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US Politicians Seek To Limit Internet Surveillance Of US Citizens

Tom Jowitt is a leading British tech freelance and long standing contributor to TechWeek Europe

Bad news for American spooks? US politicians seek to overhaul rules governing warrant-less internet surveillance

US lawmakers from across the political spectrum have proposed legislation on Wednesday to reign in certain elements of the warrant-less internet surveillance program carried out by the National Security Agency (NSA).

The proposed bill by the House of Representatives Judiciary Committee, will reportedly be submitted this week.

Internet surveillance by intelligence agencies remains a highly sensitive subject in many countries, ever since the scale of the NSA snooping on citizen’s data was first revealed in 2013 by whistleblower Edward Snowden.

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Proposed Bill

The proposed bill called the USA Liberty Act wants to reform the law, known as Section 702 of the Foreign Intelligence Surveillance Act, before its expiration on 31 December, Reuters reported.

This piece of law is seen as vital by US intelligence agencies, as it allows them to carry out surveillance, and indeed store, vast amounts of digital communications from foreign suspects living outside the United States.

But this program also collects and gathers communications of US citizens, who were not surveillance targets and were not communicating with targets.

US law enforcement then has free reign and can search these communications without a warrant.

But Reuters, citing a discussion draft of the legislation, said the proposed bill will partially restrict the US law enforcement’s ability to access American data collected under Section 702.

Instead it will require the law enforcement to obtain a search warrant when seeking evidence of a criminal act.

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But it is worth noting that this limitation would not apply to FBI requests concerning counter-terrorism or counter-espionage, which has displeased privacy and civil liberty campaigners.

And the bill will also extend the surveillance authority set to expire at the end of this year, until 2023.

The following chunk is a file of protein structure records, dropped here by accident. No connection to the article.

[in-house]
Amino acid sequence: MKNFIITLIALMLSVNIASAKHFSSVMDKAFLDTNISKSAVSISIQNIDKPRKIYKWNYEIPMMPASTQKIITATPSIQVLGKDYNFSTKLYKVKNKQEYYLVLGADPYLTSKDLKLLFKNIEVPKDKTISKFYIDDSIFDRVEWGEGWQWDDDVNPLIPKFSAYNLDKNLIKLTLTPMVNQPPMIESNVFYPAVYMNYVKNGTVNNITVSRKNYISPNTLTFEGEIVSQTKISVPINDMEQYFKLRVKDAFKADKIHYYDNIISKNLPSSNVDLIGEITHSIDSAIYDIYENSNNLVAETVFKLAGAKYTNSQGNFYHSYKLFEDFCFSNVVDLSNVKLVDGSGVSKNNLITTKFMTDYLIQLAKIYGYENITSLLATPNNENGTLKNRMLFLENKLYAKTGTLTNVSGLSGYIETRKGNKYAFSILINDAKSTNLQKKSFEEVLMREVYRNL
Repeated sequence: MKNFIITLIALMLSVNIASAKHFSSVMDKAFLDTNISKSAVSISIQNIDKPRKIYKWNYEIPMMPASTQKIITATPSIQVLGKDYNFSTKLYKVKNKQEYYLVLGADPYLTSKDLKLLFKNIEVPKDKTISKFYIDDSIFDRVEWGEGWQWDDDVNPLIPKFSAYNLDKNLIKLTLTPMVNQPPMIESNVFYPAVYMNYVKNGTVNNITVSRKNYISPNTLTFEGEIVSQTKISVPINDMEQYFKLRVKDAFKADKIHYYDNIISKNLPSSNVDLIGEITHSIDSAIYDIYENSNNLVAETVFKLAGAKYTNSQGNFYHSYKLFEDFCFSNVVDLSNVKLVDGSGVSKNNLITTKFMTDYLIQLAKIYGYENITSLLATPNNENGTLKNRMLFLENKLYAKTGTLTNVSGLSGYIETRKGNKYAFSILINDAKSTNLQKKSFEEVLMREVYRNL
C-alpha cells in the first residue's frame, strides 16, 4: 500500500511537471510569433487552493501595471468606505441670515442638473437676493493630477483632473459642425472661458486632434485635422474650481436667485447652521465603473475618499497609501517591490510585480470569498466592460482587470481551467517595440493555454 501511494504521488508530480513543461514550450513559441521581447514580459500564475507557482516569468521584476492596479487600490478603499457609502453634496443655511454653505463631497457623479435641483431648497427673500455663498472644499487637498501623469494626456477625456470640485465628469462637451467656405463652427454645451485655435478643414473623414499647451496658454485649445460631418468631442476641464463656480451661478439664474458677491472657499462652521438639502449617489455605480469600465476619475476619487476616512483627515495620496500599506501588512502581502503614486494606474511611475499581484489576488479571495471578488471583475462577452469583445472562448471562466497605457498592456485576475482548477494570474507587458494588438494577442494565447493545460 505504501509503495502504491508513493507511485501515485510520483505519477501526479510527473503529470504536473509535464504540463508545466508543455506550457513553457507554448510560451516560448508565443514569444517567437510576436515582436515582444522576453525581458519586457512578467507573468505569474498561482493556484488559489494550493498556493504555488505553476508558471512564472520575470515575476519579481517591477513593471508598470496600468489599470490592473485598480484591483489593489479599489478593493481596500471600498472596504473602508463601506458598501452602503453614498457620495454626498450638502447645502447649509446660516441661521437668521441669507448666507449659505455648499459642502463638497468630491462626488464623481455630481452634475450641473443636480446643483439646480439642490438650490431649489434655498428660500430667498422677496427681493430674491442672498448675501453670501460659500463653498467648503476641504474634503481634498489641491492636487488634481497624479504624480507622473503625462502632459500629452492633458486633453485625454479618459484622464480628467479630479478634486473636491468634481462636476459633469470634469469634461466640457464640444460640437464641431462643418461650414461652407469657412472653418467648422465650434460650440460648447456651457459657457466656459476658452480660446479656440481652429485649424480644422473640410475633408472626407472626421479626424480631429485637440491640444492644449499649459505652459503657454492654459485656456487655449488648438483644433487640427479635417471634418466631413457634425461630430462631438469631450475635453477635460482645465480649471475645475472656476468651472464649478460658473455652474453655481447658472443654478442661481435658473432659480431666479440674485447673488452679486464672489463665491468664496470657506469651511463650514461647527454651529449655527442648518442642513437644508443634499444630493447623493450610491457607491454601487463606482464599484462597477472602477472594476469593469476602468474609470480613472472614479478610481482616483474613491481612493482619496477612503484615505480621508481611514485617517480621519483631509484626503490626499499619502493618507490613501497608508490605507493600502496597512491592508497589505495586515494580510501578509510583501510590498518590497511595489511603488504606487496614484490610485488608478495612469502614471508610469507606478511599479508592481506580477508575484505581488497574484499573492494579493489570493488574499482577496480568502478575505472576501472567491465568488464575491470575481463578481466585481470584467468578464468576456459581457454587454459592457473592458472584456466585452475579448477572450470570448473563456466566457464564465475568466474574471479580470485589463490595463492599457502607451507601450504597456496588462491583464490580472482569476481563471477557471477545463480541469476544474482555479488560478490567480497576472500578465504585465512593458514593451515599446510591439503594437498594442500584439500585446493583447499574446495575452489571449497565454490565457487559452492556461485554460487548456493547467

Other notable parts of the proposed bill is that 702 metadata cannot be “the sole basis” for establishing probable cause.

The bill also limits gathering information on a person to “communications to or from the targeted person” and any data that does not contain foreign intelligence information should be deleted within 90 days.

That said, the NSA will have the power to waive that requirement on certain cases if the agency determines that the information is “necessary to protect the national security.”

Political Moves

There has been a number of political attempts recently in the US to change the 702 laws ahead of its expiration at the end of the year.

In June, Republican Senator Tom Cotton and others introduced a bill (backed by the White House and intelligence agencies) to make the original provision permanent without any changes. But that bill was defeated.

But the NSA is known to regard these laws as imperative to national security.

In May the NSA agreed to rein in some of its most controversial surveillance practices on US citizens following a conflict over privacy issues with a secret court.

The agency confirmed it plans to end the collection of messages that mention a surveillance target outside the US but aren’t directly transmitted to or from that target.

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